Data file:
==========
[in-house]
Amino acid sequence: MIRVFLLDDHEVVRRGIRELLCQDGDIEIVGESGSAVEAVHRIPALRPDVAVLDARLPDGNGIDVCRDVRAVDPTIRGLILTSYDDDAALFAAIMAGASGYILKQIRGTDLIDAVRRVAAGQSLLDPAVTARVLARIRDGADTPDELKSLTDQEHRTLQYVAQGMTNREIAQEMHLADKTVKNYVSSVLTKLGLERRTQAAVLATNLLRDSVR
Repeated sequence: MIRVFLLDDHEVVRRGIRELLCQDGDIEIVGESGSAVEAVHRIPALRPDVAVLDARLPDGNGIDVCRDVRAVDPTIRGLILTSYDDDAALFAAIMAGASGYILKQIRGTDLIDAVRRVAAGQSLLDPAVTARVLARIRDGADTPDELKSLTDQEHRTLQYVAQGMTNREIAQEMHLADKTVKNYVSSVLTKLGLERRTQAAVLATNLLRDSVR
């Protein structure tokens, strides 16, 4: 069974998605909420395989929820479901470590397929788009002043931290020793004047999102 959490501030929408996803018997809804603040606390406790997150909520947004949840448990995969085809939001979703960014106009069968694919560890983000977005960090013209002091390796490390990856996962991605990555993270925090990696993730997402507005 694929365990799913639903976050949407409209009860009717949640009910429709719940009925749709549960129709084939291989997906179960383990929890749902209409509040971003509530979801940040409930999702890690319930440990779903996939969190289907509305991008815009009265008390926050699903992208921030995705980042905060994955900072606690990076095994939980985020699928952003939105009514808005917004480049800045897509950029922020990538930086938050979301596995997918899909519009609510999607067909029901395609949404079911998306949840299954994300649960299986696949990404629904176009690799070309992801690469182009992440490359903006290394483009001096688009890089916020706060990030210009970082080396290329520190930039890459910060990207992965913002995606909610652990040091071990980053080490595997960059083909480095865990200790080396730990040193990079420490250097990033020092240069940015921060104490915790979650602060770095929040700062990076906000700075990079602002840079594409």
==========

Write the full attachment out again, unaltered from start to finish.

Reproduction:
[in-house]
Amino acid sequence: MIRVFLLDDHEVVRRGIRELLCQDGDIEIVGESGSAVEAVHRIPALRPDVAVLDARLPDGNGIDVCRDVRAVDPTIRGLILTSYDDDAALFAAIMAGASGYILKQIRGTDLIDAVRRVAAGQSLLDPAVTARVLARIRDGADTPDELKSLTDQEHRTLQYVAQGMTNREIAQEMHLADKTVKNYVSSVLTKLGLERRTQAAVLATNLLRDSVR
Repeated sequence: MIRVFLLDDHEVVRRGIRELLCQDGDIEIVGESGSAVEAVHRIPALRPDVAVLDARLPDGNGIDVCRDVRAVDPTIRGLILTSYDDDAALFAAIMAGASGYILKQIRGTDLIDAVRRVAAGQSLLDPAVTARVLARIRDGADTPDELKSLTDQEHRTLQYVAQGMTNREIAQEMHLADKTVKNYVSSVLTKLGLERRTQAAVLATNLLRDSVR
């Protein structure tokens, strides 16, 4: 069974998605909420395989929820479901470590397929788009002043931290020793004047999102 959490501030929408996803018997809804603040606390406790997150909520947004949840448990995969085809939001979703960014106009069968694919560890983000977005960090013209002091390796490390990856996962991605990555993270925090990696993730997402507005 694929365990799913639903976050949407409209009860009717949640009910429709719940009925749709549960129709084939291989997906179960383990929890749902209409509040971003509530979801940040409930999702890690319930440990779903996939969190289907509305991008815009009265008390926050699903992208921030995705980042905060994955900072606690990076095994939980985020699928952003939105009514808005917004480049800045897509950029922020990538930086938050979301596995997918899909519009609510999607067909029901395609949404079911998306949840299954994300649960299986696949990404629904176009690799070309992801690469182009992440490359903006290394483009001096688009890089916020706060990030210009970082080396290329520190930039890459910060990207992965913002995606909610652990040091071990980053080490595997960059083909480095865990200790080396730990040193990079420490250097990033020092240069940015921060104490915790979650602060770095929040700062990076906000700075990079602002840079594409």